- July 4, 2009 at 1:22 am
I’m working in a video art project. I have a huge amount of mpg2 muxed files. More than 800 hours.
I record them using a system with no options to choose the format and I ended up in this mess.
Basically this are real time recording of entire days. Like 10 hours each and I have 100 days. My goal is edit everything together and speed it up.
I started using FCP, but the system is not happy with this kind of compression and crashes all the time. I found that Adobe premier works better but it fails to render giving me red frames.
What I want to do is convert all this files to a friendlier format DV/NTCS, H264, etc.
There is any way to convert all this in an automatic way?
I have a 2 terabytes hard drive with 100 folders(around 40 gig) with 10 or more quicktimes(about 1 or 2 gigs each one)
Converting one by one is going to take me like three months. I need a solution to convert all this files.
- July 5, 2009 at 4:55 pm
Can you use compressor? It should have come with the final cut pro suite. Bring in all your muxed mpeg files into compressor, have it convert to NTSC DV quicktime files if you’re working in SD, Apple ProRes if you’re working in HD.
It may take a while. Let it go over night and see how many files you have to work with.
- July 5, 2009 at 5:13 pm
Compressor does not handle all forms of MPEG2 muxed files.
Martin doesn’t mention how they were recorded or with what. Even if there were no options in the recording device, a good manual would mention how it was recording (but there are certainly many bad manuals out there).
There’s a “how to” on the top of this forum which explains about providing information for fast answers. Providing all that info really can result in fast answers or at least more informed trouble shooting.
- July 5, 2009 at 9:53 pm
Sorry if I wasn’t clear enough in my post.
This is the file description
MPEG2 Muxed 640×480 30fps
Is was recorded with this device
So far I tried FCP, Compressor, Adobe Premiere, Quicktime Pro, MPEG Streamclip, ffmpegX_0.0.9y.
I was able to re-compress some files but other just make all these softwares crash. Those file are not corrupted because I can play them in quicktime (I’ve installed the mpg2 Apple components)
I think the problem are de codecs on Mac. Correct me if I’m wrong but all these software use the same codecs, so if one fails the rest also fail.
I try to re-compress one of this problematic files using a Windows Application called AVS Video converter and It worked.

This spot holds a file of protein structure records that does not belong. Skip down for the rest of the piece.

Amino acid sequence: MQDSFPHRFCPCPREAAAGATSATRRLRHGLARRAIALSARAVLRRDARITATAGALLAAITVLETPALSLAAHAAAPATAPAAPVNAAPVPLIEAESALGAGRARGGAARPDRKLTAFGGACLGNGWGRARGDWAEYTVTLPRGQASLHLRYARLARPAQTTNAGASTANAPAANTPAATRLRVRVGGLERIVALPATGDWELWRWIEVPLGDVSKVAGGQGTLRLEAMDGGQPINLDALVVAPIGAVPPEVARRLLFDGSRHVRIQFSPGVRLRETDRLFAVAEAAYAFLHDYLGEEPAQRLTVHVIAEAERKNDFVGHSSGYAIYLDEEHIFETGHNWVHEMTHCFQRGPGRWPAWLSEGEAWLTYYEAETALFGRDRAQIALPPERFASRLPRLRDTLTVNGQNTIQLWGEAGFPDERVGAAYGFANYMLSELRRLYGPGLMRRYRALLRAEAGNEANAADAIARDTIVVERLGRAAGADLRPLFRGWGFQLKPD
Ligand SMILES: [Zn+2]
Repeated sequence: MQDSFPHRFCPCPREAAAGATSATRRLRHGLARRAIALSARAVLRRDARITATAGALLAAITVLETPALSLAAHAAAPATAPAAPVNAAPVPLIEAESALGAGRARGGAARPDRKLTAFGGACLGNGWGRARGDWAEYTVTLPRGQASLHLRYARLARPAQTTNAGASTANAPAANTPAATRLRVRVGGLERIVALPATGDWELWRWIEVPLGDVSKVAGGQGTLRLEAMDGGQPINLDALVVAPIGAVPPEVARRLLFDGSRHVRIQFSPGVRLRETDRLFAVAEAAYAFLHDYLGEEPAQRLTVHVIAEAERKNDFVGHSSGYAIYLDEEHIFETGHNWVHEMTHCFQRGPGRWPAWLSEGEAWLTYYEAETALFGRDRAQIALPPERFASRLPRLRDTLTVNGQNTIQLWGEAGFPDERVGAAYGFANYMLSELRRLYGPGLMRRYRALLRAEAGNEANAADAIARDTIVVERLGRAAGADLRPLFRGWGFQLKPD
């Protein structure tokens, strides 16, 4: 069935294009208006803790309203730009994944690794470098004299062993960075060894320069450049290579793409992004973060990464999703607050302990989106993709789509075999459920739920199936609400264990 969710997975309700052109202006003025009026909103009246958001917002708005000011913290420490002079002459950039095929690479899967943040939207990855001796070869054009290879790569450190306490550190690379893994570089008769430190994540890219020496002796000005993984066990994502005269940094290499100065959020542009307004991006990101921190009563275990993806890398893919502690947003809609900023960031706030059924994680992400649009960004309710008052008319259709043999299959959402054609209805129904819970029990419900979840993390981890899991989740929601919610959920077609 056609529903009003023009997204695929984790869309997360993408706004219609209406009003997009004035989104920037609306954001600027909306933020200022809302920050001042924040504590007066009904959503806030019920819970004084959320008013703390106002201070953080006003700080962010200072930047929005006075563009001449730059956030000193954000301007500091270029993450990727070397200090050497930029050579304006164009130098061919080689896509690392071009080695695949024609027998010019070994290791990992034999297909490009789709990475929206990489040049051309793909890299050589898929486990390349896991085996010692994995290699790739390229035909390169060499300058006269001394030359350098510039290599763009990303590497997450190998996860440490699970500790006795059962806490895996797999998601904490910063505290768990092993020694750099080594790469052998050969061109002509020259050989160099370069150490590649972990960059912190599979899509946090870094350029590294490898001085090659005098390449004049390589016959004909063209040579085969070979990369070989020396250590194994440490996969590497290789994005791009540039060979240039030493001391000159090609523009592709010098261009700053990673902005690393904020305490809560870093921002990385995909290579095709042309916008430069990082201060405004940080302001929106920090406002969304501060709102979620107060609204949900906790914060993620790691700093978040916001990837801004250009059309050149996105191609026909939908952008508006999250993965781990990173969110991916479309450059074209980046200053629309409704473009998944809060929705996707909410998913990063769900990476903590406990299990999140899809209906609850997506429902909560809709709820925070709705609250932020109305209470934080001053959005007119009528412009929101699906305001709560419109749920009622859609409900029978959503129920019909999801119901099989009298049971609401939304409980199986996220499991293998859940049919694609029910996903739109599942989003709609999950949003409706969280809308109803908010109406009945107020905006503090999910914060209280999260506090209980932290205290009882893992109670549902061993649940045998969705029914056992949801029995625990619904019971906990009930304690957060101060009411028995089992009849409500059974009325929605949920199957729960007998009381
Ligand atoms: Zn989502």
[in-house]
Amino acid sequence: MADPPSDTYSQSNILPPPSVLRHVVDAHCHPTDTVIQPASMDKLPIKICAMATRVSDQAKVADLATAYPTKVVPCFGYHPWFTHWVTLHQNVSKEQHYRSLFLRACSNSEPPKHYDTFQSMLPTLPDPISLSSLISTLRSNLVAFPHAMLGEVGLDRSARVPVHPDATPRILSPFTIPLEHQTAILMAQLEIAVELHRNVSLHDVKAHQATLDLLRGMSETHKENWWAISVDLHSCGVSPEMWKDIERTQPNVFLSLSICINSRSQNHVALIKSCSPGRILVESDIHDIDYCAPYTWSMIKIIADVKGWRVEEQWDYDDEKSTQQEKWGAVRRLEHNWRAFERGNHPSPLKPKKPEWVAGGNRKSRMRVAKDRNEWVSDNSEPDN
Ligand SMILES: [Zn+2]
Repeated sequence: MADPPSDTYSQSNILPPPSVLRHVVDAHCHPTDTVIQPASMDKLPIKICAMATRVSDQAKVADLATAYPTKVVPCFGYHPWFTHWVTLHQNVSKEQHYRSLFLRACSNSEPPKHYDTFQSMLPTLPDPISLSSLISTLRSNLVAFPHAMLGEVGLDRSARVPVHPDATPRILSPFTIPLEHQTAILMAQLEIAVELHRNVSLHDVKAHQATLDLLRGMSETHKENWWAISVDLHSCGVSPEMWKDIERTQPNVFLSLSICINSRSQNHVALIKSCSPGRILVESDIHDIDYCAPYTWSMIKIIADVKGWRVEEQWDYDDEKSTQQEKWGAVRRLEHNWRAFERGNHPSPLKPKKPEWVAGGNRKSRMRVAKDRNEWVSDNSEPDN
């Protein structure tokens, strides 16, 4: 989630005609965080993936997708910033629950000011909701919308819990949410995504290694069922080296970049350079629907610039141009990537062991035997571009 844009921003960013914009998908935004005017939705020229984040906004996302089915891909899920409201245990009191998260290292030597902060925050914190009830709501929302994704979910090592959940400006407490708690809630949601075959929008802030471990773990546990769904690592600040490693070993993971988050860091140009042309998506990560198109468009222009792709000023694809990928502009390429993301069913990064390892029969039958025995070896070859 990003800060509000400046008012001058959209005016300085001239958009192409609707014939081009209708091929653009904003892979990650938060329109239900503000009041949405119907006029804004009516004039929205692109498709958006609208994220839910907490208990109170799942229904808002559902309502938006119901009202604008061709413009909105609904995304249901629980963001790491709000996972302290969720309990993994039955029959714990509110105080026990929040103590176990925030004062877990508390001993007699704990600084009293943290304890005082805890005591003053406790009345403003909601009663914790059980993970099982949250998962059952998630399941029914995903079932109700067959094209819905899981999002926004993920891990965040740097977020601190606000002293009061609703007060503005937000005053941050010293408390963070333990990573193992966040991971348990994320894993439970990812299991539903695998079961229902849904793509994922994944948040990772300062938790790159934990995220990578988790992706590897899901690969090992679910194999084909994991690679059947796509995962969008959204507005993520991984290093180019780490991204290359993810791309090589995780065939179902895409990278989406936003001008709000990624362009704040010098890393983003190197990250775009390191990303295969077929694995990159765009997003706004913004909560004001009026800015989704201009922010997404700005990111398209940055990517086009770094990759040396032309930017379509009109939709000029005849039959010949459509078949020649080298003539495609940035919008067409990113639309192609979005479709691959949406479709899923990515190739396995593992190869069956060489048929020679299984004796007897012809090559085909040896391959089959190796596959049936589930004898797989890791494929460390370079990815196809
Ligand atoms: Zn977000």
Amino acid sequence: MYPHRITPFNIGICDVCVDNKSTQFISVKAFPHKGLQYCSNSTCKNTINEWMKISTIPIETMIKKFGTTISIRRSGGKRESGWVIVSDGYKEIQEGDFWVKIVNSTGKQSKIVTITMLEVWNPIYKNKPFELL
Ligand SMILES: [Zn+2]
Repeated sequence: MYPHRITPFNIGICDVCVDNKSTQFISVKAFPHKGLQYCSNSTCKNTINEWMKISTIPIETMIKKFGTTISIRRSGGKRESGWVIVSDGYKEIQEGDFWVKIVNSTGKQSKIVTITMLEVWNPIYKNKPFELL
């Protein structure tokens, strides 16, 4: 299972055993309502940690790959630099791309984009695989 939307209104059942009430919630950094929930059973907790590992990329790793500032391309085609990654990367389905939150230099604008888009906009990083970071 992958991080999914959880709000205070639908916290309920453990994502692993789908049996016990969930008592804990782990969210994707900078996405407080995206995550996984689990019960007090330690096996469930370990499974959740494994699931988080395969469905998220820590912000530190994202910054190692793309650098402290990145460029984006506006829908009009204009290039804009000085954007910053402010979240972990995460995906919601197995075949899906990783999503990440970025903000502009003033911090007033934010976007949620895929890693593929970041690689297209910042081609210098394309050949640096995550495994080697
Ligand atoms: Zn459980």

I’m going to try recompressing all the files using Windows and after that I’m going to edit them together in FCP
Which one is the best Window application for converting these huge amount of files?
Something equivalent to Apple Compressor.
- July 6, 2009 at 12:29 am
Can Quicktime Play the source File?
Try playing in VLC.
It could be it’s encoded in 4:2:2 color space instead of 4:2:0 for example. Quicktime can’t handle some 4:2:2 MPEG2 files but VLC can.
Try downloading the trial version of Telestream Episode Pro and see if that can encode it to another format.
- July 10, 2009 at 3:30 am
Use MPEG Streamclip. Save the encoded files to a DIFFERENT drive from the source files.
Make sure your settings are correct. DV is 720 x 480 and so should your MPEGs. MPEG Streamclip can do short segments using the in and out feature and it can batch. Do a test on short clips and once you have your settings tweaked and saved, run the batch.
And promise that before you record another 100 hours of anything you talk to some video professional about workflow. We will provide useful suggestions!
- July 10, 2009 at 6:59 pm
Thanks a lot for your help.
I have some issues downloading the Telestream Episode Pro, so I couldn’t tested it. Anyway it’s so expensive than even if works I’m no going to be able to use it.
So far what is working better but not perfect is a software called AVS Video converter. It can read all my files even those ones that are causing crashes in Mpeg Streamclip, Quicktime Pro and Compressor.
To be honest I couldn’t find a pattern or a reason why some files can be exported with these software are why other don’t. All have been recorder with the same system, just the size vary.
The AVS Video converter let me recompress the files in Jpeg sequences at 1fps, so I get an speed up version 30 times faster than the original. After that I open the image sequence with Quicktime pro and then save it as a .mov . it’s a pain in the butt, but is working.
I’m not an expert in compression techniques but I’ve being involved in the Vfx Industry for the last 20 years as Digital Artist and VFX Supervisor. This is my work https://www.martinlazaro.com
My problem was due to the fact that I couldn’t use any other system to record my project except the XM-DVR Pro. This footage was extremely long, 800 hours recorded in a very harsh environment. And this system doesn’t have any settings for different compression.
I hope I can finish my project and post it here for you guys.
- July 10, 2009 at 7:12 pm
The standard edition of Episode is $495. You may not need Pro.
and there is an Episode forum right here on the COW.
- July 10, 2009 at 7:14 pm
Cool I’m going to try it.
I’ll post the results
- July 10, 2009 at 7:17 pm
What I saw and was trying to download was this
Episode Engine Pro $8,450
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